Middle parts have reigned for years but now it’s primetime for fringes. Learn why you should include this versatile accent in your fall haircuts.
It’s a fact: Trends come and go. And then come back again. “I always take a close look at people on the street when I’m travelling, because fashion and trends don’t start on a catwalk,” says Stephen Moody, director of North American education at Wella Professional. “Right now, for anybody under 22, the center part is really old. In a way, it’s rebelling against the beach wave look with the middle part, which is what their big sister or mom wears all the time.”
Beyond being current, Moody says fringes are an amazing addition to virtually any haircut, and can be worn by many types of clients. “To me, they’re like makeup and can be used to highlight cheekbones or to make someone’s face wider of narrower. Hopefully they can help us regain some of the clients we’re lost.”
Bringing Clients Back
According to Moody, fringes are the most interesting haircut option that’s come up of late. “There hasn’t really been anything new in the last 10 years. With ombré, balayage and beach waves, these trends have not been good for the hairstyling business. So, hopefully fringes can help us redefine our craft, and make us go back to being great at haircutting again.”
Yannick Brisebois, a L’Oréal Professionnel Canadian ambassador and co-owner of U Salon Boutique in Beloeil, Que., also feels that fringes are closing in on the “festival hair” trend.
Super long locks and a simple middle part. “That whole trend had a very lived-in look that didn’t require a lot of upkeep. I think women want a bit more personal style now. The very young client has matured and maybe she’s thinking of starting a career where she’ll need a more polished look.”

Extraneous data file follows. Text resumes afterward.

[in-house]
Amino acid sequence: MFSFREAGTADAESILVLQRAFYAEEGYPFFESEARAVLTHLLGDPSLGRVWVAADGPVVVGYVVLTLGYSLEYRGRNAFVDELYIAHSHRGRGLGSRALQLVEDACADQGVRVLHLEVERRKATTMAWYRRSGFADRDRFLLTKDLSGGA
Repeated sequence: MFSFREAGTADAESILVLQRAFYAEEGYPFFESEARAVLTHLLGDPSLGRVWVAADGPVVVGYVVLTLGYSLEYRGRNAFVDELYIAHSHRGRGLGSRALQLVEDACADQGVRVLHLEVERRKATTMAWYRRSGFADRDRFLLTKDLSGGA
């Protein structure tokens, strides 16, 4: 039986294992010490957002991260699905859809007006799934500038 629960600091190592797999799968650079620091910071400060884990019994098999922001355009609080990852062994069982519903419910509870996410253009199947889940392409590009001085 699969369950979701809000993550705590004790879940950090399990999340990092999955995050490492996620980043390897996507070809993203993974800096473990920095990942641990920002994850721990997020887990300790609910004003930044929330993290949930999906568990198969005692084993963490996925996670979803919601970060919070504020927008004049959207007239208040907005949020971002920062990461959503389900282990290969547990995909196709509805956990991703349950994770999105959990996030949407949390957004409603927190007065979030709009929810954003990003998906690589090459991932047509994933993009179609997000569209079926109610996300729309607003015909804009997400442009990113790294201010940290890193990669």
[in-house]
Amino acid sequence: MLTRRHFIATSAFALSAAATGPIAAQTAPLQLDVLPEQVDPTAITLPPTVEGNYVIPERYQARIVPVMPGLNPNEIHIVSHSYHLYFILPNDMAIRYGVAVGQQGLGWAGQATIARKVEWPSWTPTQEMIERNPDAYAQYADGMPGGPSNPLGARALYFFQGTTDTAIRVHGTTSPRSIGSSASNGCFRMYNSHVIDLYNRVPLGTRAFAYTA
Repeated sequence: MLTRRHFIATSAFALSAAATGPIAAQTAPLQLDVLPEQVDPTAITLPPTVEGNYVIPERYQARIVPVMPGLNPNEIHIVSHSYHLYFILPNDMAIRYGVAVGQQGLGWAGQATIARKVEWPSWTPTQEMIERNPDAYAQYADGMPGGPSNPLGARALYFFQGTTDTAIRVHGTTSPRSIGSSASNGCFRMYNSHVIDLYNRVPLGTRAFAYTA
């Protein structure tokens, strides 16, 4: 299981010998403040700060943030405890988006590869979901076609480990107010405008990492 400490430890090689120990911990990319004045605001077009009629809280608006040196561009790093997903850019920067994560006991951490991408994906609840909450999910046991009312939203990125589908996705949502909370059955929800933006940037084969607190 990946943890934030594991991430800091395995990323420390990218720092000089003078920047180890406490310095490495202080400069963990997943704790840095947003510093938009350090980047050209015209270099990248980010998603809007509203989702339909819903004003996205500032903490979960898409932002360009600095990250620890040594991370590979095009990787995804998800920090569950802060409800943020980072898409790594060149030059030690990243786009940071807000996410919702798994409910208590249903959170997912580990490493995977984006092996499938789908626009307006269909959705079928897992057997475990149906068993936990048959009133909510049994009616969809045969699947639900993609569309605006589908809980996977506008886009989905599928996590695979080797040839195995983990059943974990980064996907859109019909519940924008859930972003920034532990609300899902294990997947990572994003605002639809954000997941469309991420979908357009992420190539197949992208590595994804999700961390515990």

“We’re going back to a phase where hairstylists will reclaim their role,” Brisebois adds. “Clients are looking for a new identity, and they will start seeking out our expertise to create a signature look. They need help and we’re one of the only professionals who can offer them that type of guidance.”
Making the Cut
Fringes bring definition to hair and are a great face-framing option. To find out if fringe is right for your client, the key point is, the consultation. “Ask lots of questions to make sure she is ready,” says Moody. “Particularly if it’s a short fringe that’s being discussed, which will require more maintenance.” And always cut it longer than the client wants to minimize any shock when adjusting to a new style.
“Making sure you understand how the hair grows, its direction, and factoring in any cowlicks should be your guide in recommending which type of fringe is best suited,” says Brisebois. Sometimes clients come in with a photo, but you need to really understand what it is they like and want in the shot. Is it really the hair? Maybe it’s what the person is wearing. Or sometimes it can just be the lighting. You really need to have an in-depth conversation and manage their expectations.
Steps to a Perfect Fringe:
— Identify the shape of the client’s face
— Determine the desired length of the fringe
— Cut a fine layer of hair that will become your guide (to avoid mistakes)
— Add texture only after blow-drying
Styling and Finishing Tips
— It’s all about layering styling products
— Together, they create the proper finish
— “Always prep hair with foundation products, use construction products to create the movement, and then deconstruct with a nishing product. Each of them play an important part in creating a polished look,” says Brisebois.
— Clients should come in every three weeks for a refresher cut
— Suggest dry shampoo to avoid the dreaded greasy, stringy fringe
— Create custom looks by using hair colour
— Boost your fringe clientele by offering trims at a at rate, or better yet, complimentary to build loyalty